UK and Ghana to strengthen trade and investment ties


Reports indicate that the current bilateral trade between the United Kingdom and the Republic of Ghana is worth around £2.2 billion, with the trade in goods and services increasing by £778 million between 2021 and 2022.

Both are looking to boost economic cooperation. At the 8th UK-Ghana Business Council meeting held mid-June in London, saw the two countries commit to strengthen trade and increase investment.

The meeting was co-chaired by the Minister for Development and Africa, Andrew Mitchell, the Minister for International Trade, Nigel Huddleston, and the Vice-President of Ghana, Dr Mahamudu Bawumia.

Both are looking to further strengthen their existing trade partnership with a new investor group. The two countries have launched a new investor group to help identify mutually beneficial investment opportunities boost existing economic partnership.

This investor group to help identify mutually beneficial investment opportunities. The investor group is targeting industries such as pharmaceuticals, textiles and agro-processing.

“This Council has played a huge role in boosting trade with Ghana, supporting hundreds of millions of pounds worth of deals in various sectors, from textiles to agriculture,” Minister Huddleston said.

Since its formation in 2018, the Council has supported over £223 million of investment in infrastructure across the country and created opportunities for both UK and Ghanaian businesses.

The business-led UK-Ghana Investor Group will include UK investors and key investment facilitation agencies in Ghana and the UK. It will help generate leads on viable projects in areas such as pharmaceuticals, textiles, and agro-processing. The deal will be providing support to package the projects and find UK investment.

A support package for Ghana’s economic recovery from Covid was also announced. A total of £1 million in funding will go to developing infrastructure projects and increasing carbon markets.

“The economic partnership between the UK and Ghana is thriving, with ever increasing bilateral trade and our new investor group set to find fresh opportunities for businesses both here in the UK and Africa. By working together we are creating jobs and strengthening our historic trade links, to the benefit of both our economies,” Minister for Development and Africa Andrew Mitchell said.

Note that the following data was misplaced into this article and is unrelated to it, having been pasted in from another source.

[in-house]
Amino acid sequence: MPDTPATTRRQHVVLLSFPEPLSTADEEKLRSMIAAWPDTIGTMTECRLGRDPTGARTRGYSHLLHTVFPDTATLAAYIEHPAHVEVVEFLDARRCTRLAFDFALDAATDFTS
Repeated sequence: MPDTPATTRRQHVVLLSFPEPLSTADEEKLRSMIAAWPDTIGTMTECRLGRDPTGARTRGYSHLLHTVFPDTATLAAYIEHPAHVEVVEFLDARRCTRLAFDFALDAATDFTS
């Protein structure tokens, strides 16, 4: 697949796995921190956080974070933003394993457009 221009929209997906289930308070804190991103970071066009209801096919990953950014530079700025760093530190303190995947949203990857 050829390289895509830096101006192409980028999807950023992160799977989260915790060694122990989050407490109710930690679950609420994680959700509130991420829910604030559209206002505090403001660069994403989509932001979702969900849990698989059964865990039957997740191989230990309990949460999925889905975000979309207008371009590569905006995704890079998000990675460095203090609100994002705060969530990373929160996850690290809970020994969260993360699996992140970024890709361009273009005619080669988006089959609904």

The UK-Ghana Business Council session follows the first meeting of the Trade Partnership Agreement Committee in April this year. The UK-Ghana Trade Partnership Agreement provides duty-free, quota-free access to the UK market for Ghanaian exports.

Next April, London will host the 2024 UK-African Investment Summit, bringing together political and business leaders, as well as representatives of international and regional organisations from the UK and African countries, including Ghana, as a further boost to trade and investment.

The United Kingdom is one of Ghana’s major trading partners and has been involved in various sectors of Ghana’s economy. Ghana exports a variety of goods to the United Kingdom, including agricultural products such as cocoa beans, fruits, vegetables, and fish. Other exports include gold, oil, timber, and various manufactured goods.

On its part, the UK exports a range of products to Ghana, including machinery, vehicles, pharmaceuticals, industrial equipment, and manufactured goods. The UK also provides services such as financial and consultancy services to Ghana, according to the report.

Kester Kenn Klomegah
Kester Kenn Klomegah
MD Africa Editor Kester Kenn Klomegah is an independent researcher and writer on African affairs in the EurAsian region and former Soviet republics. He wrote previously for African Press Agency, African Executive and Inter Press Service. Earlier, he had worked for The Moscow Times, a reputable English newspaper. Klomegah taught part-time at the Moscow Institute of Modern Journalism. He studied international journalism and mass communication, and later spent a year at the Moscow State Institute of International Relations. He co-authored a book “AIDS/HIV and Men: Taking Risk or Taking Responsibility” published by the London-based Panos Institute. In 2004 and again in 2009, he won the Golden Word Prize for a series of analytical articles on Russia's economic cooperation with African countries.